But you're walking back now, side by side, close, but not touching, and you wonder what would happen if you just slipped your free arm (the one without the crash helmet) round her shoulders so
that you were really walking like boyfriend and girlfriend, joined at the hip, her long blonde hair trailing over your forearm, but it's all too soon for that and you don't dare to do it in case she screams or something, or shrugs you off with a German curse ('Schweinhund! Donner und Blitzen!' - don't go there. For you, Englander, the war is over).
All too soon, five minutes and forty seconds later, in fact, but no-one's timing it, you reach the wrought-iron garden gate of Dr Kryzwicki's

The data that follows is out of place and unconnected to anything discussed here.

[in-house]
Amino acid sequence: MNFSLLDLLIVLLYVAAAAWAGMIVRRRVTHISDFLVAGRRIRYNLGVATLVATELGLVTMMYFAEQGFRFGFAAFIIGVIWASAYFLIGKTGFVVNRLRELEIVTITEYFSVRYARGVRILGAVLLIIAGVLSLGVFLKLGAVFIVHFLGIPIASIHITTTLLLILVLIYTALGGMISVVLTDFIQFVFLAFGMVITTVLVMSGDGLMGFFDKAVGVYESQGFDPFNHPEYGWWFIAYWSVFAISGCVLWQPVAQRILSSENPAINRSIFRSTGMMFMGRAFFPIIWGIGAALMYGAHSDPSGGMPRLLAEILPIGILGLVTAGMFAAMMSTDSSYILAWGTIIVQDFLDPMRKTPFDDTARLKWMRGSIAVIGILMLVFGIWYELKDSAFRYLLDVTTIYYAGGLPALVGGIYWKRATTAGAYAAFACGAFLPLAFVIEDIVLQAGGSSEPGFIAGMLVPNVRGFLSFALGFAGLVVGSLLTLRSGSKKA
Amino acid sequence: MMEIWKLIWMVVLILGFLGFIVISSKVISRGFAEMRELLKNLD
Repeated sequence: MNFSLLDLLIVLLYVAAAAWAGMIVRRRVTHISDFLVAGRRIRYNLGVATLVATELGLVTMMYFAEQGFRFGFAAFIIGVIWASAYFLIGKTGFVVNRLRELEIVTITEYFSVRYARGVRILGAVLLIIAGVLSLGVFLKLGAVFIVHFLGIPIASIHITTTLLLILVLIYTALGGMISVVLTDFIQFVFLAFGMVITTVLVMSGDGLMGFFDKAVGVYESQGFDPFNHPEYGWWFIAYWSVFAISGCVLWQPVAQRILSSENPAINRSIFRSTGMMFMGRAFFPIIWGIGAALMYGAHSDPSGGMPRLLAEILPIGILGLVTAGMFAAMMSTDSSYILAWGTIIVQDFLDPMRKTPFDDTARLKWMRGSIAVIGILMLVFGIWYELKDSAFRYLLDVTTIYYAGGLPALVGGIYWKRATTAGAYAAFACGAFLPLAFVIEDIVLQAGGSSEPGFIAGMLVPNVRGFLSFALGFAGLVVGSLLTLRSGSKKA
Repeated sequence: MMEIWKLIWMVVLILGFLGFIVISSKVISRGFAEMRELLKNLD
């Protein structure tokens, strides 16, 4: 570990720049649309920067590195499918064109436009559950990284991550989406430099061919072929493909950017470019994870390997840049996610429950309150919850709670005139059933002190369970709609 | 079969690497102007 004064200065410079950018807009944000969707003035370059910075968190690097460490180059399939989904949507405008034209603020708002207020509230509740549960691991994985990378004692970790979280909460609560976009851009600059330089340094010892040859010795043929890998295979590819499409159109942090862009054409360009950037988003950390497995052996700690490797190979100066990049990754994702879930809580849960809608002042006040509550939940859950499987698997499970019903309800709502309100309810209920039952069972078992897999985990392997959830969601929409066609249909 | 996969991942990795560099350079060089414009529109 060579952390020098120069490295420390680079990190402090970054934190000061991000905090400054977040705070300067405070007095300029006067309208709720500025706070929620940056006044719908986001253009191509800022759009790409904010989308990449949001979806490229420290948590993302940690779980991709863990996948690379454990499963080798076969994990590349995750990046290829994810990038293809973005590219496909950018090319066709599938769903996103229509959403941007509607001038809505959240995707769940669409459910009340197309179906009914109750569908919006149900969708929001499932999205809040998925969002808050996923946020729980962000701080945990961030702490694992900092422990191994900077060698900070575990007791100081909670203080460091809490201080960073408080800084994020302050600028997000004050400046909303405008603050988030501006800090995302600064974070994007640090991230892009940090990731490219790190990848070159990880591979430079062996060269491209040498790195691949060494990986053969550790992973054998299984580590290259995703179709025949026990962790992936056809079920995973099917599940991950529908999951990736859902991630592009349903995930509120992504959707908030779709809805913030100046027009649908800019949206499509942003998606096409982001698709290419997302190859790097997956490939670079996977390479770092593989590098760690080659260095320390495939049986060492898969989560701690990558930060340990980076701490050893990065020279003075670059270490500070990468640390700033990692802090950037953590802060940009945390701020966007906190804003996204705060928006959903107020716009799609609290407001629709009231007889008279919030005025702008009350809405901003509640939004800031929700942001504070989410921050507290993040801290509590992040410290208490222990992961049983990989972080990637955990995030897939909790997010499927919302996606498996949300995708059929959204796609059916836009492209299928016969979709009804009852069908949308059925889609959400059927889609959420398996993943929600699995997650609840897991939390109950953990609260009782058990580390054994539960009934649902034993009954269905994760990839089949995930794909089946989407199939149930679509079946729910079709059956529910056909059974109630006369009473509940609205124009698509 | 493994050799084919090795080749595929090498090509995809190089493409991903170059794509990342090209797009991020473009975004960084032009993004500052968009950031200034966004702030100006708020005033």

substantial house, and the inevitable awkward moment it represents.
Will she ask you in? Unlikely, since it will involve accommodating an extra guest, invited by a guest, at Dr Kryzwicki's Sunday evening table, and in a way, you hope she doesn't, because there would be awkwardness, though you might get to go to her room together and 'listen to records', but even that would be weird in the house of someone you have only ever previously met across the bookshop counter. Will she kiss you? That's a more interesting question, and an even more interesting one than that, is 'will you kiss her?'
In fact, though, neither of those things happens. She just turns to you with her - yes - beautiful (might as well admit it) heart-shaped face and she is half smiling a sort of amused smile and at the same time searching you with those steely blue eyes, and you say (your voice almost breaking as you try to swallow at the same time as you speak),
'Annette, I really like you.'
'I know.' She says, and then turns and is gone, leaving your 'See you on Thursday…' hanging in the still, heavy, still heavy, somnolent teatime air.